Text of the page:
A few weeks after this, news came that a young soldier had been sleeping at his post. He was court-martialed, and condemned to be shot. The boy wrote to his mother, "I do not want you to think I do not love my country, but it came about in this way: My comrade was sick, and I went out on picket for him; and the next night he ought to have come, but still being sick I went out for him again, and without intending it I fell asleep. I did not intend to be disloyal."

It was a very touching letter, and the mother and father said there is no chance, there will be no more reprieves. But there was a little girl in that home, and she knew that Abraham Lincoln had a little boy, and how he loved that little boy; and she said if Abraham Lincoln knew how my father and mother loved my brother he would never allow him to be shot, and she took the train to go and plead for her brother; and when she got to the President's mansion the difficulty arose how was she to get past the sentinel. So she told him her story, and the tears ran down his cheeks, and he let her pass. But the next trouble was how to get past the secretary and the other officials. However, she succeeded in getting, unobstructed, into his private room, and there were the senators and ministers busy with State affairs. The President saw the child, and called her to him, and said, "My child, what can I do for you?" and she told him her story. The big tears rolled down his cheeks. He was a father, and his heart was full; he could not stand it. He treated the girl with kindness, and then having reprieved the boy, gave him thirty days furlough, and sent him home to see his mother. His heart was full of compassion.

And, let me tell you, Christ's heart is more full of compassion than any man's. You are condemned to die for your sins; but if you come to Him He will say, "Loose him, and let him go" (John xi.). He will rebuke Satan, and the dead shall live. Go to Him as that little girl went to the President, and tell Him all; keep nothing from Him, and He will say, "Go in peace."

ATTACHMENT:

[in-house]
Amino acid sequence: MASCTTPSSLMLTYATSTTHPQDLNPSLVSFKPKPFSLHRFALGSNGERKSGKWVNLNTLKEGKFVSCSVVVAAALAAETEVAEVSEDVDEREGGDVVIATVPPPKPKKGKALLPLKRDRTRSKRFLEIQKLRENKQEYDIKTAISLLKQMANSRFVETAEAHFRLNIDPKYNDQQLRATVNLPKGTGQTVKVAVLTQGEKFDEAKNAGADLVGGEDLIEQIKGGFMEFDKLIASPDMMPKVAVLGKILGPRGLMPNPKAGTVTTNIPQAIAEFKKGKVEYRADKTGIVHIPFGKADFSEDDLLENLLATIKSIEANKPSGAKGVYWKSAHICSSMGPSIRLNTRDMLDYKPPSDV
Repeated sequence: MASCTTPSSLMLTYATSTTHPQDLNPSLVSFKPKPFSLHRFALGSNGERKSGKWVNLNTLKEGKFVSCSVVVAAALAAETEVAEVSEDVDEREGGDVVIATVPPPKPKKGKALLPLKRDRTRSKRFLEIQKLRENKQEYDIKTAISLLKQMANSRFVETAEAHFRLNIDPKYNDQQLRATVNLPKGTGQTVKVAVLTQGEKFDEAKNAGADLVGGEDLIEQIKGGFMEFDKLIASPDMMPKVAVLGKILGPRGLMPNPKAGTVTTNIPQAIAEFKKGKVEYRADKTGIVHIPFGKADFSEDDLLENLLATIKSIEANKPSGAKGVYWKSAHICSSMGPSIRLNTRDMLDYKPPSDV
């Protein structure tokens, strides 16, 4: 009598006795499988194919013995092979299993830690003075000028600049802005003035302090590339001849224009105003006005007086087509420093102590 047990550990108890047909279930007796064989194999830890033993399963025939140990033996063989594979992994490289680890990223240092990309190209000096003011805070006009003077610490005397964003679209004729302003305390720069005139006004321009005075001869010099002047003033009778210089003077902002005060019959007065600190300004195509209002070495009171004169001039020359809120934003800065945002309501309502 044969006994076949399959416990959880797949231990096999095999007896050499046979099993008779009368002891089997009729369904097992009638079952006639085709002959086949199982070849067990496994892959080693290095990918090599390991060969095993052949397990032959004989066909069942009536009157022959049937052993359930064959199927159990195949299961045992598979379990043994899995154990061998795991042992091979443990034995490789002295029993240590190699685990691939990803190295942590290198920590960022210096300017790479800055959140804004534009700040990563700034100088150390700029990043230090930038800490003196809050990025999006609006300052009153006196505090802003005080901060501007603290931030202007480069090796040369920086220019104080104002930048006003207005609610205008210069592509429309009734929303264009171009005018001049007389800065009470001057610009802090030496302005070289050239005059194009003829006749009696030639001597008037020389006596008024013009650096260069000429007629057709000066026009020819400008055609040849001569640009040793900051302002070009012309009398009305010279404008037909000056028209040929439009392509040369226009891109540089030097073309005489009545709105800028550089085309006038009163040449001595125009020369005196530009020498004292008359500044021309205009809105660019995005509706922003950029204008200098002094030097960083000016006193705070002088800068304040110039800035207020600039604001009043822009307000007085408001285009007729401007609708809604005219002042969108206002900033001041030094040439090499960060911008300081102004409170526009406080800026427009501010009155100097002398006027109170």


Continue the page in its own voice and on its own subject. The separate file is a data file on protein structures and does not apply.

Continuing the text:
Let me ask the poor backslider, Did you ever feel the touch of the hand of Jesus? If so, you will know it again, for there is love in it. There is a story told in connection with our war of a mother who received a despatch that her boy was mortally wounded. She went down to the front, as she knew that those soldiers told to watch the sick and wounded could not watch her boy as she would. So she went to the doctor, and said, "Would you like me to take care of my boy?" The doctor said, "We have just let him go to sleep, and if you go to him the surprise will be so great it might be dangerous to him. He is in a very critical state. I will break the news to him gradually." "But," said the mother, "he may never wake up. I should so dearly like to see him." Oh, how she longed to see him! and finally the doctor said, "You can see him, but if you wake him up and he dies, it will be your fault." "Well," she said, "I will not wake him up if I may only go by his dying cot and see him." Well, she went to the side of the cot. Her eyes had longed to see him; and as she gazed upon him she could not keep her hand off that pallid forehead, and she laid it gently there. There was love and sympathy in that hand, and the moment the slumbering boy felt it, he said, "Oh, mother, have you come?" He knew there was sympathy and affection in the touch of that hand. And if you, oh, sinner, will let Jesus reach out His hand and touch your heart, you, too, will find there is sympathy and love in it. That every lost soul here may be saved, and come to the arms of our blessed Saviour, is the prayer of my heart!

Jesus, my Saviour, to Bethlehem come, Born in a manger to sorrow and shame; Oh it was wonderful blest be His name, Seeking for me, for me. Jesus, my Saviour, on Calvary's tree, Paid my great debt, and my soul He set free; Oh, it was wonderful, how could it be! Dying for me, for me.